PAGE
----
Authors: Jonathan Grudin
Posted: Tue, April 22, 2014 - 9:49:32
They’re coming. They may not yet be recognizable, but some are walking—or crawling—among us.
The term digital native was coined in 2001 to describe technology-using youths, some of whom are now approaching middle age. At an early age they used family computers at home. They took computer skills classes in school. They met for other classes in computer labs or had device carts wheeled in. They acquired mobile phones as they approached their teen years.
They are not intimidated by tech. But they aren’t fully digital. Paper and three-ring binders are still alive and well in schools. Last September, Seattle was plagued for weeks by a shortage of bound quadrille-ruled notebooks. Many schools still ban mobile phone use, reinforcing students’ longstanding suspicion that school has little to do with the phone-tethered world outside. Scattered reports of BYOD in the workplace alarm IT professionals, but employers generally assume that new hires will adopt the technology that comes with a job. Enterprises see the disappearance of technophobia as a plus, failing to anticipate the new challenges that will accompany greater technophilia.
Today, a different cohort is starting to emerge. Psychologically different. Not the final stage of digital evolution, but a significant change.
A previous post described forces behind the spread of device-per-student deployments: changes in pedagogy and assessment methods, sharply declining prices resulting from Moore’s law, manufacturing efficiencies, and the economies of scale that accompany growing demand.
“One laptop per child” visions began almost half a century ago with Alan Kay’s Dynabook concept. Kay pursued education initiatives for decades. The nine-year-old OLPC consortium aimed unsuccessfully for a $100 dollar device, encountering technical and organizational challenges. The site’s once-active blog has been quiet for six months. Its Wikipedia page reflects no new developments for two years. Media accounts consist of claims that OLPC has closed its doors; these are disputed, but the debate speaks for itself.
I don’t question the potential of digital technology in education. Yes, pedagogy, compensation and ongoing professional development for teachers, and infrastructure are higher priorities to which OLPC might have paid more attention. But digital technology is so fluid—when there is enough, it will find its way. OLPC was cycles of Moore’s law ahead of itself—but how many cycles? If nine years wasn’t enough, might another two or three suffice? Pedagogy is improving and infrastructure is coming into place. Support for teachers is the one area of uncertainty; let’s hope it picks up.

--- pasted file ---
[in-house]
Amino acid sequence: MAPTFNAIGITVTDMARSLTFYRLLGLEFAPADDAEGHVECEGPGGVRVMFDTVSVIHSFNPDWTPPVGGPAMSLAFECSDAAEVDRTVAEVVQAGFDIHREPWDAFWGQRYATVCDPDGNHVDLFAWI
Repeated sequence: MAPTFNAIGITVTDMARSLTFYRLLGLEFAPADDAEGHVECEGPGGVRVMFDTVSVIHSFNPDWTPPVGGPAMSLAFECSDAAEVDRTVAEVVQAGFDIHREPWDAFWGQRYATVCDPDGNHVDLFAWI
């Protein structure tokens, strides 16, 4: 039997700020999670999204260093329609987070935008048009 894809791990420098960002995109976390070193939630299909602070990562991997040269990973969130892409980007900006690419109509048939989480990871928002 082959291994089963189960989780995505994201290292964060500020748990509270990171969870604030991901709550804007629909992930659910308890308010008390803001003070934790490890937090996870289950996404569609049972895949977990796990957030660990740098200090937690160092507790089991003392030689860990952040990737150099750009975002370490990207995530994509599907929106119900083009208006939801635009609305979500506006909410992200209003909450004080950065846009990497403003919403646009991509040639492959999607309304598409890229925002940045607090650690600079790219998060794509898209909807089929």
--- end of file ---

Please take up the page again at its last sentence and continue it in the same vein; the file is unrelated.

Insofar as technology is concerned, the light at the end of the long tunnel is getting bright. Capability grows and cost declines. For the price of several laptop carts five years ago, a school can provide all students with tablets that can do more. And 1:1 makes a tremendous difference.
The obvious difference is greater use, which leads to knowledge of where and how to use technology, and when to avoid using it. Students who use a device for a few hours a week can’t acquire the familiarity and skills of those who carry one to every class, on field trips, and home.
Some features make little sense until use is 1:1. Consider a high-resolution digital pen. Most of us sketch and take notes on paper, but for serious work we type and use graphics packages. Education is different: For both students and teachers, handwriting and sketching are part of the final product. Students don’t type up handwritten class notes or algebraic equations. They draw the parts of a cell, light going through lenses, and history timelines. Teachers mark papers by hand. When lecturing, they guide student attention by underlining, circling, and drawing connecting arrows.
Only when students carry a device can they use it to take notes in every class. When everyone has a high-resolution digital pen, a class can completely eliminate the use of paper. It is happening now. It would happen faster were it not for the familiar customer-user distinction. The customers—such as school board members deciding on technology acquisition—think, “I don’t use a digital pen and I’m successful; isn’t it a frill that costs several dollars per device and is easily lost or broken?” They don’t see that reduced use of paper and substantial efficiency gains will yield net savings. They don’t realize that students who are familiar with the technology will use it to become more productive workers than their predecessors, including those who are today making the purchasing decisions.